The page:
vancouver, canada - A study published in the December 2022 issue of the American Journal of Transplantation finds Canada leading the world in harvesting organs from those who received medical assistance in dying.
The study found that in Canada, Belgium, the Netherlands and Spain, a total of 286 people who sought euthanasia provided organs to save the lives of 837 people. Almost half of those donors, 136, came from Canada.
Patients who choose a medically assisted death due to suffering from cancer cannot be organ donors, due to the medications that are usually taken. Usable donors were suffering from diseases such as amyotrophic lateral sclerosis, Parkinson's disease or multiple sclerosis.
Arthur Schafer, director of the Centre for Professional and Applied Ethics at the University of Manitoba, is pleased with the findings of the report.
Arthur Schafer, Director of the Centre for Professional and Applied Ethics at the University of Manitoba.
"I was rather proud to learn that Canadian patients who receive medical assistance in dying have been given the opportunity to make something morally significant out of their death, by opting to give life through their organs to other patients,'' he said.
Nicole Scheidl, executive director of Ottawa-based Physicians for Life, had a very different reaction.
"I was shocked,' she said. 'I also think that it really undermines the organ donation framework in this country."
A longtime opponent of any form of euthanasia, Scheidl said it reminds her of suspected organ harvesting of executed prisoners in places such as the People's Republic of China.
"I think people are concerned,' she said. 'I know transplant teams would want to make sure that individuals who were euthanized were not coerced."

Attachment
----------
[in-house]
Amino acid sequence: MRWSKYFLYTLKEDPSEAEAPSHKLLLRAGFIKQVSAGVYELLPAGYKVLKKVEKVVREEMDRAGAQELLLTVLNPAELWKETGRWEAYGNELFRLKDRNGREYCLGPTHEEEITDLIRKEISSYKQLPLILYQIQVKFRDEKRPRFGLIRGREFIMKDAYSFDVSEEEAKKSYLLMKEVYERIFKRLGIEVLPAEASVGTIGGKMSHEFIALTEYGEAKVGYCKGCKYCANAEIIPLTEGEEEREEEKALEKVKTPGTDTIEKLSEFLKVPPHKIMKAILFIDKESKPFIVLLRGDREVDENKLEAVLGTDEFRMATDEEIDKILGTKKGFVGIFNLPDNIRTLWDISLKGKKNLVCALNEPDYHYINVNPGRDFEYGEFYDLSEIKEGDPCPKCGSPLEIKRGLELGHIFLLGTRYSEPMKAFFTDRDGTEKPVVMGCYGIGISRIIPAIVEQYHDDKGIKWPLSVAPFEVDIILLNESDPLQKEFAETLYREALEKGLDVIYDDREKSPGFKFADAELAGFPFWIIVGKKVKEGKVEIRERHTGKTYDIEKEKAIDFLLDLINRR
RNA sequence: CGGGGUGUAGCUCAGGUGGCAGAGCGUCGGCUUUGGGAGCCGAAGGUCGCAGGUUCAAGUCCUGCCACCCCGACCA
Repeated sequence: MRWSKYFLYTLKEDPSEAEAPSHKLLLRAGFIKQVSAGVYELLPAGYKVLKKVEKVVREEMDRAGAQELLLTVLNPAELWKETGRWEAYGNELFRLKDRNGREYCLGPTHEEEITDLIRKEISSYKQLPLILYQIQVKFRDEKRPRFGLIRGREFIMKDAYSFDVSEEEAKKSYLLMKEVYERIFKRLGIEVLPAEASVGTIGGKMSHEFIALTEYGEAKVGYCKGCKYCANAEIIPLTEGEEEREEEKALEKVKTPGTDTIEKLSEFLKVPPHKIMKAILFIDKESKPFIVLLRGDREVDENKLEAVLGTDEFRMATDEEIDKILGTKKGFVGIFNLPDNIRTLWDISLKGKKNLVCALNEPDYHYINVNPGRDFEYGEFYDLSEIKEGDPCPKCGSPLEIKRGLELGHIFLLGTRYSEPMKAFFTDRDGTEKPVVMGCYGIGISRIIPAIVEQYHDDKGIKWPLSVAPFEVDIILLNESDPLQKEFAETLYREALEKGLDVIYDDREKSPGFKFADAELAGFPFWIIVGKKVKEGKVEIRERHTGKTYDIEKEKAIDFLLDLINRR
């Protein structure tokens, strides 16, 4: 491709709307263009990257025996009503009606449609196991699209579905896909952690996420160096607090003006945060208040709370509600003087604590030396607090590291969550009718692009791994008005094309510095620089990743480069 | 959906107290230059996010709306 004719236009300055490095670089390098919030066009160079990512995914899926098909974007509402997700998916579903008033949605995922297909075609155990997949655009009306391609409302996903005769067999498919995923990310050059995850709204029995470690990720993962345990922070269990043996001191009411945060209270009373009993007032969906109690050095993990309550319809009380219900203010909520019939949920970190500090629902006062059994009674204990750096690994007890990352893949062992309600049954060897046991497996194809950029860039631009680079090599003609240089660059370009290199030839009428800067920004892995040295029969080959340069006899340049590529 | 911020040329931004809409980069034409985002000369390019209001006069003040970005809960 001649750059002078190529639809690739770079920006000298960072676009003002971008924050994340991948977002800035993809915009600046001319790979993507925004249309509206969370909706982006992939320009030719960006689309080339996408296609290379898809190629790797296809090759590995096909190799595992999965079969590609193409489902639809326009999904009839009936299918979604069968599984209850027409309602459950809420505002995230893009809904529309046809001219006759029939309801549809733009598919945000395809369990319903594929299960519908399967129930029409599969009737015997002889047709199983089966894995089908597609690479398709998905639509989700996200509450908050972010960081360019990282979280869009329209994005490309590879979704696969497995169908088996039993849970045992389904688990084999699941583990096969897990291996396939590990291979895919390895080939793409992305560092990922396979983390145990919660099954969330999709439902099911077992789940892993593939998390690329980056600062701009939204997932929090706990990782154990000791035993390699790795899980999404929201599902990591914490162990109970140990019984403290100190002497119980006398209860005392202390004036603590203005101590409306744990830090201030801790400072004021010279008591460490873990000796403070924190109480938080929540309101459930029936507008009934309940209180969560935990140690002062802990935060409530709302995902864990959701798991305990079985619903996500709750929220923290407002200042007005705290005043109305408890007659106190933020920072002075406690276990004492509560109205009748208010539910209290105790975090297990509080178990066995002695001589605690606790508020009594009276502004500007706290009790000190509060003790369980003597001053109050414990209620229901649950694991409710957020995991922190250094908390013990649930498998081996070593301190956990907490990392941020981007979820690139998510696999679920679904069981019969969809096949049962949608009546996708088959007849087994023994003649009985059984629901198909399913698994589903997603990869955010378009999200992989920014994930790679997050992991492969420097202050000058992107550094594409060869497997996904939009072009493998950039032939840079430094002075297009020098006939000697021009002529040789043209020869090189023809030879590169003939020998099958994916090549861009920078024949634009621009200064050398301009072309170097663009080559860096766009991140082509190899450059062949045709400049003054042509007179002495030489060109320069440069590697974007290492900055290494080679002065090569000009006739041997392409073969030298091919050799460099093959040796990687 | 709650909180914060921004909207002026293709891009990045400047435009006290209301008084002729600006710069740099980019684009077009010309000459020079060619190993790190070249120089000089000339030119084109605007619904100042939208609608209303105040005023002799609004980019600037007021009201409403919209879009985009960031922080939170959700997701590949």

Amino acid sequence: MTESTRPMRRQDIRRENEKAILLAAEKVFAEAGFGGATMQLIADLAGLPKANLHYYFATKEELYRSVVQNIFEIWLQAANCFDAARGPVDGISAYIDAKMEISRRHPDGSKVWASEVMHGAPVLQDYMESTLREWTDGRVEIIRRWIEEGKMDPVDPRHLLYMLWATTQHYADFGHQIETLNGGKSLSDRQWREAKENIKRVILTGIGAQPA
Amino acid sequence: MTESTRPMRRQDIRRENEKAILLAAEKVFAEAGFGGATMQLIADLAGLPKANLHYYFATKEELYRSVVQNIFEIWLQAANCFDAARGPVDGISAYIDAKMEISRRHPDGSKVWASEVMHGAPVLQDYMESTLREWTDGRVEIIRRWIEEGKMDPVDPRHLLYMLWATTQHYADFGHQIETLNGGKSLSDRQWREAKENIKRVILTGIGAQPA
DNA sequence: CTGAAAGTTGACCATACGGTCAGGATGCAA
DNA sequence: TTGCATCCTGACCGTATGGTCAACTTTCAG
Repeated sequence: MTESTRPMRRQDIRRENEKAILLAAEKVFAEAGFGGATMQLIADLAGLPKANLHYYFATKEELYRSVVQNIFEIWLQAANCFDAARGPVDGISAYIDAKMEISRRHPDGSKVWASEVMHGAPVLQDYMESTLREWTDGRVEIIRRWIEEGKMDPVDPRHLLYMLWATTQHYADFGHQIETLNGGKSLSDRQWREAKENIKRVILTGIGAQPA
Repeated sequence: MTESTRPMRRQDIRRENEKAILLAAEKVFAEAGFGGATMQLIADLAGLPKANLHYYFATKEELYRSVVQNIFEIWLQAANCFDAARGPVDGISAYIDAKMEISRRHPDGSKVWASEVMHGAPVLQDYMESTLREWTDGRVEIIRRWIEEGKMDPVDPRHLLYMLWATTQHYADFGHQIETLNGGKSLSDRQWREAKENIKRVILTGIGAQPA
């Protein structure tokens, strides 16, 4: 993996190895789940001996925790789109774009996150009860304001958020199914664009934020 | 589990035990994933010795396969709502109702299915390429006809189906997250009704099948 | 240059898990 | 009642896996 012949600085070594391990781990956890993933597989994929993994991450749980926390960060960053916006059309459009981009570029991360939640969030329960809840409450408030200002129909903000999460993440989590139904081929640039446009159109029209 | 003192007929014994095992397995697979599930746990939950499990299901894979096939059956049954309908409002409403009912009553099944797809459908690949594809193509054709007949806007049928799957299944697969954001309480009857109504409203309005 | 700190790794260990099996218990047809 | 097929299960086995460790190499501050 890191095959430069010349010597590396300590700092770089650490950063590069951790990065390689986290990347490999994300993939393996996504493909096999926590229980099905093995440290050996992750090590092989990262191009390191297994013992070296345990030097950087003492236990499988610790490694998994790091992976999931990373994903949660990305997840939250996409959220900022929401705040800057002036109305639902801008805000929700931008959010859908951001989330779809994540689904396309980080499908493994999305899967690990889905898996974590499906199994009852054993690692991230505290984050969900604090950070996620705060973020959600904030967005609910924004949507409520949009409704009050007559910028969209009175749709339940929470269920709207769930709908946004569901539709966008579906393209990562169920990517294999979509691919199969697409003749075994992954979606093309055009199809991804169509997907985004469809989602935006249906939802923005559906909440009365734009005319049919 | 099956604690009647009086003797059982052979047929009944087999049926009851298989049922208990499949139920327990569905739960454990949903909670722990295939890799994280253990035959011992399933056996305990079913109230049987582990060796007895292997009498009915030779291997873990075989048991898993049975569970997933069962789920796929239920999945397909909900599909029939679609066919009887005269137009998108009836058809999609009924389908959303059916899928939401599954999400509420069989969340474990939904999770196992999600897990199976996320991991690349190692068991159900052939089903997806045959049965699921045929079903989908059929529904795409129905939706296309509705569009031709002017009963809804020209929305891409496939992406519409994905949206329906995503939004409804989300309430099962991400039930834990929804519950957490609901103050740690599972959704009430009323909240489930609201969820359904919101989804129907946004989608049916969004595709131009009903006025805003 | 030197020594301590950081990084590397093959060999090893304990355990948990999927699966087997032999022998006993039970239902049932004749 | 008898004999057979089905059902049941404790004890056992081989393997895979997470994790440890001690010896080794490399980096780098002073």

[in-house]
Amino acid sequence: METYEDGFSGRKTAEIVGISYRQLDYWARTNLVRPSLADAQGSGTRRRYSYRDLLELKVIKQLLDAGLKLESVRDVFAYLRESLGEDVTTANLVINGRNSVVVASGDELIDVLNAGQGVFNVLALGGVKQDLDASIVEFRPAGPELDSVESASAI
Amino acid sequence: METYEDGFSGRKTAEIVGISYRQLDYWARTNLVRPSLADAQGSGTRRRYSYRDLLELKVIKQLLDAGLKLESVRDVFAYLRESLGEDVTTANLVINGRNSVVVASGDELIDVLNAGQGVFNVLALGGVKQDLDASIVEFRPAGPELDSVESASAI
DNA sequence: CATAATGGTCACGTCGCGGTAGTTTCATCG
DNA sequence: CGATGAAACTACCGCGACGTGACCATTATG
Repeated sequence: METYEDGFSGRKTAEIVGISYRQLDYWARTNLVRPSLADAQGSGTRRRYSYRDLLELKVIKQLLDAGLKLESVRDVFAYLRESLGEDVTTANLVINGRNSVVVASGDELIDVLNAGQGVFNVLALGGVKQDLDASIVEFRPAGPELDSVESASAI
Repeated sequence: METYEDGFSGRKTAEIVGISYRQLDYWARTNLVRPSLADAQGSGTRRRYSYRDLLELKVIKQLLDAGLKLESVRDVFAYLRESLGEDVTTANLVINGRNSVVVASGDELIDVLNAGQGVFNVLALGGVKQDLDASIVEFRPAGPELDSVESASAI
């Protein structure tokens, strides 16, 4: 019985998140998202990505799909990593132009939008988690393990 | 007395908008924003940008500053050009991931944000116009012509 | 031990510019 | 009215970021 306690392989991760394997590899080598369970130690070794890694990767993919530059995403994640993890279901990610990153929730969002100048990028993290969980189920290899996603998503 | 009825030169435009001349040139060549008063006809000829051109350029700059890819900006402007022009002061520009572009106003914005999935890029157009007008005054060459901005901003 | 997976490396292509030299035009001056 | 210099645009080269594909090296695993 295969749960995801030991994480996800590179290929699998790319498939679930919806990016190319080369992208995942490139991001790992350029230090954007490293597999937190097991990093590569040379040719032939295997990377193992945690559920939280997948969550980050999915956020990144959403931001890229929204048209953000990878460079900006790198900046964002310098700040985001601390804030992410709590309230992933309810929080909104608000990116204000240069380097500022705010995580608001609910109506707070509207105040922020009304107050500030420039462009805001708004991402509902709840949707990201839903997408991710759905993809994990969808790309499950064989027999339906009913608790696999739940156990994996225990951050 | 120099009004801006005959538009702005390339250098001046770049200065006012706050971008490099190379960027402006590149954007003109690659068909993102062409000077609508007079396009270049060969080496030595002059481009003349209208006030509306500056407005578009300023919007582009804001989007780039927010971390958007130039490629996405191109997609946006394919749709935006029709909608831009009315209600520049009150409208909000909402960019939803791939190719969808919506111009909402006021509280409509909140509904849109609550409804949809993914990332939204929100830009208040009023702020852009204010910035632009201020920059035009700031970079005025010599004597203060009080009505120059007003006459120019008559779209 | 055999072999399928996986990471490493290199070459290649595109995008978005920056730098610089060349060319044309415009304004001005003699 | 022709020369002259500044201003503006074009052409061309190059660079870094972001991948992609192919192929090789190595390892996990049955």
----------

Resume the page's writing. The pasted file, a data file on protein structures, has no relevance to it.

Nicole Scheidl, the Executive Director of the Canadian Physicians for Life.
Scheidl added that more questions should be asked about euthanasia in Canada. She said there is not enough oversight or data collection, and it is being expanded too fast.
Victoria-based lawyer Chris Considine represented Sue Rodriguez, who suffered from amyotrophic lateral sclerosis and made world headlines in the early 1990s for seeking a medically assisted death, which was rejected at the time by Canada's Supreme Court.
He said the use of organs from patients who received medical assistance in dying, also known as MAID, is something he thought about back then.
Chris Considine, a lawyer based in Victoria, British Columbia.
"I knew that it would take 20 years for the law to change,' he said. 'And that society would then gradually adapt the law to its needs and based on the experiences that Canadians had and the physicians had with MAID."
Schafer said that, in the future, committees that approve medical assistance in dying should be required to notify organizations that counsel patients about organ donation.
"There shouldn't be any conflict of interest,' said Schafer. 'There shouldn't be even a hint or a suggestion that maybe a patient was hustled into requesting MAID, or obtaining MAID earlier than they would themselves wish to do, because the doctors are eager to snatch their organs.'
MAID has been legal in Canada since 2016. The Canadian government is expected to delay a planned expansion of the law that would make euthanasia available to those with severe mental health issues.